Thursday, September 22, 2016

The First Day of Autumn

This is the first day of autumn. The autumnal equinox occurs today.

I have too many questions on my mind. This is one of them. When do we write off a city?

When the floods came in 2014, there was a certain amount of despair in Srinagar. A certain amount of gloominess that comes only from watching ruins. Large parts of the city were deserted. People used to sit outside ruined homes, trying to salvage whatever little could be saved. Mostly Srinagar stared blankly into the void and the void stared back at the city.

Autumn brings in the chaos in our lives. This is nature’s Instagram account where everything is sepia toned and shaded. It is not very cold yet, but we are heading towards that.

Autumn may also bring in war in Kashmir, at least, if you believe a lot of Indian news channels. The naiveté surprises me, thought the rhetoric doesn’t. For many of the war mongers, it will be an excursion – listening to tales of bravado which they can pass on to generations and brag about for years. As much of things to do with Kashmir, it will not effect them. It will not be fought on their streets, among their people.

Before we realize time the chinars will be covered in red and gold leaves. I am waiting for that. In the barren city of Srinagar, it will be quite a show. I doubt if the people have given up yet.  It will be dishonest to say that this year has been just difficult, it has been devastating. There has been a war, and all humanity murdered. I just completed Ernest Hemingway’s “Farewell to Arms”. For Hemingway, war is an occupation where humanity survives only on the hope of its end. And this is emblematic of Kashmir today – we are hoping for one war to end before they wage another. I doubt the soldiers on either side want to fight a war, but it will be imposed on them just like on us, if the powers that be decide so.

There has been a complete shutdown for almost three months now. Almost all of it under curfew imposed by the government. The government is on the other side of the fence; they are not from among us and I have no good words to say about it. I, like everyone on this side of the fence, want people to not be arbitrarily killed. 86 people have died in this summer. The whole city is a war front which the media does not see and show. People, locked up in their homes, have given up work, money and opportunity to survive this war and see the end of the conflict. Enough, I hear my sighs whisper. Enough of the summers of bloodshed.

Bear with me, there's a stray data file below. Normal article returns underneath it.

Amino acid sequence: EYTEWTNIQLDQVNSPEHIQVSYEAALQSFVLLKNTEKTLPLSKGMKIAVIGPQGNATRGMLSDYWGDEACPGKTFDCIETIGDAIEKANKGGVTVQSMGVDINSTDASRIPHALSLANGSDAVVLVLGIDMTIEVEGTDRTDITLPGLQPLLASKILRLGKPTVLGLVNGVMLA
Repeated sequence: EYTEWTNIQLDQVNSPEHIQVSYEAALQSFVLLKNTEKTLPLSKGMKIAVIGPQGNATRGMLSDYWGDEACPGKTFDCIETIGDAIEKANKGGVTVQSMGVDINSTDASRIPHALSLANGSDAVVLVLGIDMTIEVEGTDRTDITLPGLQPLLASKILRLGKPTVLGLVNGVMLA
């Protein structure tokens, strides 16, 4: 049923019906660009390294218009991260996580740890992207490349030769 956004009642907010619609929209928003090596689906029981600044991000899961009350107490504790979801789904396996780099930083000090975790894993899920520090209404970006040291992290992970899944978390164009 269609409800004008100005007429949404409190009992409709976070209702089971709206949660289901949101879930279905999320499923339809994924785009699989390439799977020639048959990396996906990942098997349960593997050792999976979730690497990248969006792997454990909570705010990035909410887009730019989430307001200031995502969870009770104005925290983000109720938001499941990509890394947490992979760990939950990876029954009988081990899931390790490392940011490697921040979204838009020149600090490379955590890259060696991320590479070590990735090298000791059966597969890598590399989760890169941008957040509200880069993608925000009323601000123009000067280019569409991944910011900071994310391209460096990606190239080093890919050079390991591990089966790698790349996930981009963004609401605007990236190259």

When the floods subsided, and the city rose from the ruins like a person lost in the sudden brightness of the day, there was much loss to wail over. On a bright day of that autumn two years ago, I walked to Amira Kadal Bridge. It was few days to Eid that year, and the city was, much like this year, barren. Piles of mud were being thrown out of shops, all stocks had turned to mush in the flood waters and the floors of many shops had cracked. The shopkeepers looked around with hollow eyed desperation. On the bridge, there was a small mob of people gathered around a hand cart. I wondered what the hawker was selling. A man held out a watch, a simple dial with a plastic strap. Its face slightly dirtied by flood, but ticking. The times were still changing, as they always do.

I, like everyone else, don’t know what will happen next – and I will not speculate about the future. Will we be caught in a senseless war between India and Pakistan on our territory? Or will be be occupied by autumn’s revelry? We have had enough of both India and Pakistan in our homes. I wish the unwelcome guests go back and cease the war among us. There is no dignified argument for war, but there is every possibility in this autumn – war or otherwise.

This time, more than ever, I am waiting for the chinars to change hues. For the clocks to tick a little bit more.

Lets not write off Srinagar just yet. Not yet.

Sunday, September 4, 2016

Another Postcard from Srinagar

Yesterday, I went to the shrine of Ghousul Azam Dastgeer at Khanyar.

Khanyar looks like a ghost town. The roads were completely deserted as if the residents had fled somewhere else.

A few boys sat on the footpaths, talking among themselves. A policeman was eating an apple from a cart. I was scared someone will throw a stone at me, no one did. I was scared someone may shoot a bullet or pellets, no one did that either.

At Khayam I saw a few cars and bikes pass by. Then as you go down the Nowpora bridge, there are only Indian armymen and a few stray dogs around the dustbins and nothing much else. The CRPF men looked bored carrying bamboo frames and glass shields. I always wonder what they talk about among themselves - about the people they have left back at home, or the ones they shoot to kill, or the people left behind by the ones the kill. A CRPF man shuffled his feet, another adjusted his paunch on the shield. A man sitting outside his house selling petrol in a Fanta bottle looked at me. (Petrol pumps open only at six on some days when the rest of the bazaars open.)